Good relationships are based on honesty. I’m not very good at hiding my thoughts and feelings, so I don’t try to. I hope that my interest and honesty win the trust of every patient. I never change after the operation, what I have that I have told my patient before operating on him. This happens in all fields, even in finance. In fact, this website reflects who I am and my core values. As a Christian, my calling goes beyond just a job or a career – I strive every day to walk in the shoes of the great physician, Jesus Christ! If you know Him, then you know very well what I mean, if you don’t know Him…I would like and be interested in talking about Him!

I think a second opinion is valuable. If I’m doing my job right, an honest and scientifically based second opinion will make me look pretty good.

If a surgeon is offended by your interest in another opinion, go elsewhere! We all welcome questions from our patients as we want our patients to be informed.

We never exaggerate our abilities or speak disparagingly of other colleagues. If you see this happening, you better leave and go to another colleague. You need to be comfortable with your decision making process, as you will live with the consequences of that decision much longer than you will with the surgeon you choose. Don’t feel uncomfortable telling a surgeon that you will get a second opinion. keep you from the peace of mind that a second opinion can bring!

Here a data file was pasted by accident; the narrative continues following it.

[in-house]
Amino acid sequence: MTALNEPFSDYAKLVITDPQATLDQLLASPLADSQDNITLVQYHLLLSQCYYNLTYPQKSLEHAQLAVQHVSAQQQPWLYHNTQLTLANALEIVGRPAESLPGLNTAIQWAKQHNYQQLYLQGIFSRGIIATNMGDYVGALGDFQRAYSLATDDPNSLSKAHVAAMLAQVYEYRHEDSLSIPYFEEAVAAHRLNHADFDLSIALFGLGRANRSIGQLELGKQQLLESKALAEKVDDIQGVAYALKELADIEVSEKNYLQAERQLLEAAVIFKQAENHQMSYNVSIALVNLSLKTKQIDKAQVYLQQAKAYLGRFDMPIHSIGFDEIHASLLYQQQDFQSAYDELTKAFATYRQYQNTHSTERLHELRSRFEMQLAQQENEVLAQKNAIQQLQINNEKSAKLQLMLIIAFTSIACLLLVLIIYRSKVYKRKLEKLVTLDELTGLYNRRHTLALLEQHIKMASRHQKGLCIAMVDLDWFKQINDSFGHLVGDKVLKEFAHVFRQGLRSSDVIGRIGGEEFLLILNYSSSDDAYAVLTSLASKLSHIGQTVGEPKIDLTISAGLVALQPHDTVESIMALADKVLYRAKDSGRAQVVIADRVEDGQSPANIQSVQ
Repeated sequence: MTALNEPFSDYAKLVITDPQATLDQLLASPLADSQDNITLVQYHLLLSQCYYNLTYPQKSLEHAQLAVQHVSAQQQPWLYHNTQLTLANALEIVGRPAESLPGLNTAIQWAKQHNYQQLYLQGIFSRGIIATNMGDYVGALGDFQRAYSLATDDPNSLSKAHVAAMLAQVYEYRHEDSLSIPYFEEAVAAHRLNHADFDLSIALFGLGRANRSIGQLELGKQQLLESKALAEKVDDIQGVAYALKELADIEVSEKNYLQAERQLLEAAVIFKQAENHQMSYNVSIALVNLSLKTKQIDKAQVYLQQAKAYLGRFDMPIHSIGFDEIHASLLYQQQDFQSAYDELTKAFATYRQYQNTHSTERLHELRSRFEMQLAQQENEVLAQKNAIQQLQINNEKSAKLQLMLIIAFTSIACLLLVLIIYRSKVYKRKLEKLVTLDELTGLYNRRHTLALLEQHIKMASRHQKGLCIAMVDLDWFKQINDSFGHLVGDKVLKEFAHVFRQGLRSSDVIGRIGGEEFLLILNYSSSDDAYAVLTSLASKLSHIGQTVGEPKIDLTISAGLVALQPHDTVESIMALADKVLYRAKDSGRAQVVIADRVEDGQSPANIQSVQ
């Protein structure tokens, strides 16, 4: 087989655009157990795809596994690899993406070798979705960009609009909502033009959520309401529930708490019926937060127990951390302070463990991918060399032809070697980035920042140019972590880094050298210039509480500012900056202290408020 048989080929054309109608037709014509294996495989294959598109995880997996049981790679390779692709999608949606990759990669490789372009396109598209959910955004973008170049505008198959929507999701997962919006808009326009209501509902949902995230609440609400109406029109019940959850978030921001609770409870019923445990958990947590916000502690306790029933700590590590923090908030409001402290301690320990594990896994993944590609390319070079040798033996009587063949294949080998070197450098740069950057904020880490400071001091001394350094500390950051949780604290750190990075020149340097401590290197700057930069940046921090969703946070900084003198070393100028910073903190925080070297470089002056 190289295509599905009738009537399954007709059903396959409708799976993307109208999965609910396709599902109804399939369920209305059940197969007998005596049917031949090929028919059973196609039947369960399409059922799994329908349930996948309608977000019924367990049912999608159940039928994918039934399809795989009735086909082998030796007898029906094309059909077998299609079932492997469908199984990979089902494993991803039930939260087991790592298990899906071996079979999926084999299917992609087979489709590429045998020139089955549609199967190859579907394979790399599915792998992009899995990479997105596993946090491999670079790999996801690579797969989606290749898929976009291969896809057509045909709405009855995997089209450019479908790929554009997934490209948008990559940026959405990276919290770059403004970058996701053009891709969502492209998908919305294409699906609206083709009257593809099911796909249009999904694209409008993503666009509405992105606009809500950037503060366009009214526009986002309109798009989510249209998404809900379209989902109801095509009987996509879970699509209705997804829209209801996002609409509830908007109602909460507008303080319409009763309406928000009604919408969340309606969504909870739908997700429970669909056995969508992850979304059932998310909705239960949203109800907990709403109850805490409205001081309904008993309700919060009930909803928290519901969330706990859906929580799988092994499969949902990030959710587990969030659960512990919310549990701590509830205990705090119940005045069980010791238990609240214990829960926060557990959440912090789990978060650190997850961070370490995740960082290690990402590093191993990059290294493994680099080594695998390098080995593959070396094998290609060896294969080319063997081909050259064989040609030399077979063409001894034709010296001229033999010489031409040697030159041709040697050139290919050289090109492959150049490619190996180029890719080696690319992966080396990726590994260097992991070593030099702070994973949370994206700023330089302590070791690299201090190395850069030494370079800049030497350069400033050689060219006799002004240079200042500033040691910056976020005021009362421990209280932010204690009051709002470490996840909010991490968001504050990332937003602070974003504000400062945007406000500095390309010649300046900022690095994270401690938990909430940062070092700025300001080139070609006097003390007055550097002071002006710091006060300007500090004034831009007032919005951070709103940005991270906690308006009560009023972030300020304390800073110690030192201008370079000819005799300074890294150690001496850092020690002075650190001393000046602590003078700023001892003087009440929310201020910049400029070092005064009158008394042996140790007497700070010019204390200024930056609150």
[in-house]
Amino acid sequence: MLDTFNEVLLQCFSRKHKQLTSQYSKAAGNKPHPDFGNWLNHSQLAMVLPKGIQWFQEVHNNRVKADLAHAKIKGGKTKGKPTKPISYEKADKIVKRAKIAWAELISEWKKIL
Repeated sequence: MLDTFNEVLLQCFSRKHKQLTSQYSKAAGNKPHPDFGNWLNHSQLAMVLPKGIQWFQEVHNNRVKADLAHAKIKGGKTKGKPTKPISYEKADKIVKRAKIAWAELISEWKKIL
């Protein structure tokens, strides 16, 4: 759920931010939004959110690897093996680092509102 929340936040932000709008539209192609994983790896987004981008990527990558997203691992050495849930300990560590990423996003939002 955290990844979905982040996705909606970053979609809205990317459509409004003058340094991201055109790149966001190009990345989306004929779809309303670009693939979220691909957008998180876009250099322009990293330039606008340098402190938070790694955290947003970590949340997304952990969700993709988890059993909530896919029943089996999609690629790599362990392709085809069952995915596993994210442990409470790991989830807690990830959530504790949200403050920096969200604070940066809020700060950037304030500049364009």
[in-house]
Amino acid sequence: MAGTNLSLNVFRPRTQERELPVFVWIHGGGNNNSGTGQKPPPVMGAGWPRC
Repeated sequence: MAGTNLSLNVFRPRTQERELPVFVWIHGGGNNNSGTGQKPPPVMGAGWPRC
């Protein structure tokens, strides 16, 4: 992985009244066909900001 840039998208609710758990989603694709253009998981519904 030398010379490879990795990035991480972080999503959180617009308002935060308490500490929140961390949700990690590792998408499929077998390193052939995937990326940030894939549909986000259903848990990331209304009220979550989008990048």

You should ask your surgeon before the operation to tell you what residue you will have.

Remaining patient of Thyroid Surgeon Stavros Tsirigotakis
Υπόλειμμα μετά από θυρεοειδεκτομή
Remains of a patient of Thyroid Surgeon Stavros Tsirigotakis

Before surgery, ask your surgeon how big your incision will be.

Ours almost 2 months later is hardly distinguishable.

This is the testimony of one of our many patients:

Rena Miha: The best doctor!!! I feel lucky to have passed through your hands without pain and any side effects.. 2 months after the operation and the incision is hardly visible, no problem with my voice.. Thank you doctor, good strength, good summer!!!

The operation I perform on my patient with thyroid cancer is always individualized. Depending on the type of cancer and the result of the mapping I may perform total thyroidectomy or total thyroidectomy and central lymph node dissection or total thyroidectomy with central and lateral lymph node dissection.

All patients who are going to undergo a thyroidectomy for thyroid cancer or a strong suspicion of thyroid cancer, I screen them with mapping for the possibility of having infiltrated cervical lymph nodes.